ACT Brumbies chairman Robert Kennedy hopes proposed constitutional changes will help the organisation find stability, declaring "we are serious" about improving the club's off-field position.
Brumbies stakeholders will vote on another back-room shake-up in October as the Super Rugby club overhauls its boardroom operations after one of the most turbulent years in its history.
Kennedy is keen to see through the changes to set up the Brumbies' long-term future after a year of upheaval, culminating in chief executive Michael Jones agreeing to a payout after an ugly legal battle.
The Brumbies appointed two new board members on Thursday – Michelle Melbourne and Christopher Doogan – as part of a director revamp which is guided by a professional skills matrix.
The Brumbies engaged the help of the Australian Sports Commission to change its board selection processes and draft changes to the constitution.
The changes include: axing the Brumbies chief executive's position as a board member, changing the maximum term of directors to six years and simplifying the voting process.
The changes have to be approved by the Canberra clubs, who hold the balance of power in the boardroom with 14 of 23 votes.
They will retain their voting power in the new structure but the revamp will change the way the board is elected.
Kennedy's position is one of two up for review at the annual general meeting in December. He was in charge as the Brumbies battled through a drawn-out legal process with Jones.
"We want all of our stakeholders and supporters to know that we are serious about improving things off the field," Kennedy said.
"[The changes] are things that our funding bodies are looking forward to, to show that we are appropriately run. We've been very serious about adopting the best practise governance principles.
"The changes would lead to a higher calibre board which would then lead to a better performance of the organisation.
"The need for these changes has never been more evident than with some of the off-field issues of the Brumbies in recent years. The strong support shown by the rugby community is a sign that these times are behind us."
The Brumbies made the finals for a fourth consecutive year this season, but they were plagued by off-field distractions.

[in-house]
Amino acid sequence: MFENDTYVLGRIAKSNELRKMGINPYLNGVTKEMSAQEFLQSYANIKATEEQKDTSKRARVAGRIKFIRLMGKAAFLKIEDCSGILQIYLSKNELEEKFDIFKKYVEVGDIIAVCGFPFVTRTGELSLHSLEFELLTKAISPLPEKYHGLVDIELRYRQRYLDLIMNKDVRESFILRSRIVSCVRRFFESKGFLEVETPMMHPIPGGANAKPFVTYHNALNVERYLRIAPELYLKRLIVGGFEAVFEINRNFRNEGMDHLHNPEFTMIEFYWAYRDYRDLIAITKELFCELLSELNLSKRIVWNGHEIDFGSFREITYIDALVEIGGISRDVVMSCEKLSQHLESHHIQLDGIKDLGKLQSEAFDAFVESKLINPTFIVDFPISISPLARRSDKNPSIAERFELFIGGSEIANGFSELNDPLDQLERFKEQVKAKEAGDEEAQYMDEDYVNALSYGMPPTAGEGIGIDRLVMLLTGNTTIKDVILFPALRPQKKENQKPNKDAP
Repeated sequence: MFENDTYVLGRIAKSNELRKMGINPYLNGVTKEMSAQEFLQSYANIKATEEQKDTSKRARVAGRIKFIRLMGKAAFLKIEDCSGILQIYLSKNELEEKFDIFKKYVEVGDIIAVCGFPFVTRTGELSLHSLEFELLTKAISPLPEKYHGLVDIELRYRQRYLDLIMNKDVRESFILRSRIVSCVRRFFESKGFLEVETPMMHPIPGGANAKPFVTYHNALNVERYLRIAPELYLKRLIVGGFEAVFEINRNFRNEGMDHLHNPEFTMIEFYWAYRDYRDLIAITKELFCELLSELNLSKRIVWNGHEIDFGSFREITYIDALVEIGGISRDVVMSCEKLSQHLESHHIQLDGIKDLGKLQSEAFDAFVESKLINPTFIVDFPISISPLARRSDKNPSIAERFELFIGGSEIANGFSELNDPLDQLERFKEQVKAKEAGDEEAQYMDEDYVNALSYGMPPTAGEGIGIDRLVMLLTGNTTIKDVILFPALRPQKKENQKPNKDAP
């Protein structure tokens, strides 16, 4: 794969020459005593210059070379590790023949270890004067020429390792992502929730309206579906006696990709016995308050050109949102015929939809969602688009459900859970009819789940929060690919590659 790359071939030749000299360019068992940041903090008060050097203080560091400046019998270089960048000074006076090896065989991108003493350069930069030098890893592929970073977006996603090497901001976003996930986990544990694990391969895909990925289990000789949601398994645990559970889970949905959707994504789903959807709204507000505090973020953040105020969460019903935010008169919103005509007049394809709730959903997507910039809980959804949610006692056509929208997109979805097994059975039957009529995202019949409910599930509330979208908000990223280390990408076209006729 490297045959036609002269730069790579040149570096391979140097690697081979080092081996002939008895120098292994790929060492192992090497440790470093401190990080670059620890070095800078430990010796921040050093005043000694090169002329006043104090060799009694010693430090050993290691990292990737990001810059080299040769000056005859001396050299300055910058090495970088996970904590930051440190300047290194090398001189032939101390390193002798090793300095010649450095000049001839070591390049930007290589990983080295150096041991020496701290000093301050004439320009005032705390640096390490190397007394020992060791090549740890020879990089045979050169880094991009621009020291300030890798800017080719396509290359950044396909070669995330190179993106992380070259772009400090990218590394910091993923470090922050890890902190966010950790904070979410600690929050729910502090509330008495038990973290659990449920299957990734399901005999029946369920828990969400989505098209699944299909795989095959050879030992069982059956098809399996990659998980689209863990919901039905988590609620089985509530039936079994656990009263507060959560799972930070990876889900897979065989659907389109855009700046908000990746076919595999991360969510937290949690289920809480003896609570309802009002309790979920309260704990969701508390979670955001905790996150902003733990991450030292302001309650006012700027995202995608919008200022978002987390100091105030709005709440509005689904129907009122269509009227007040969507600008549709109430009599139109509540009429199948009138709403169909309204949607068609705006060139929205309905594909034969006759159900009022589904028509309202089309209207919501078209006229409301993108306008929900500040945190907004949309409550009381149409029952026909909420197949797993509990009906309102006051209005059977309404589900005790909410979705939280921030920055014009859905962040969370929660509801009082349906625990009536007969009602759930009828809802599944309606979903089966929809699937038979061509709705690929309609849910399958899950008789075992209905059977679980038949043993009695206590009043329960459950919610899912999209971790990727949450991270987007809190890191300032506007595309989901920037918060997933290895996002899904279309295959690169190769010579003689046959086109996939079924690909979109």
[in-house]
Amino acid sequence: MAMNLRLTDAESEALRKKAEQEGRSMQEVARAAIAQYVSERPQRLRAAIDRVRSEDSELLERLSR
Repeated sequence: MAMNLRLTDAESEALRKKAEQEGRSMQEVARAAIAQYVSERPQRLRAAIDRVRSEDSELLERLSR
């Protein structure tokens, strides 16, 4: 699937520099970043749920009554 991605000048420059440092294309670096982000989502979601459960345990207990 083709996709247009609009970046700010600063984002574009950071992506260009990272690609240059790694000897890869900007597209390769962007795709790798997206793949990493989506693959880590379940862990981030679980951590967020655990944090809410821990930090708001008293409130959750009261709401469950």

Jones was initially stood down in March before being reinstated when he launched legal action in the ACT Supreme Court.
The tension between the Brumbies and stakeholders stemmed from a KPMG report, which remains suppressed by order of the ACT Supreme Court, into transactions at the club between 2009 and 2013.
But it is hoped the boardroom changes will draw a line under a rough period and help the club move forward as it prepares to report another financial loss at the end of the year.
It is understood the decision to axe the chief executive's position on the board was not triggered by the drama this year which led to a divide between the board and Jones.
Jones had been trying to implement board changes to appoint more professional directors instead of the current system, which is made up of a wide range of appointments.
Stakeholders have been given a draft of constitutional changes that will be voted on in the coming weeks which will change the set-up and the Brumbies' board operations.
The Brumbies board is also still searching for a permanent successor to Jones, with applications being reviewed and interviews to start in October.
Intelledox Software co-founder Melbourne and Doogan, the first High Court registrar, have been appointed via an independent nominations committee.
Melbourne has more than 25 years of international business experience as well as previously being recognised as the ACT government's business woman of the year.
Doogan offers business and legal experience and is a trained mediator from Harvard Law School.
"I'm absolutely committed to seeing these changes through, I believe these will put the Brumbies in a better position long term," Kennedy said.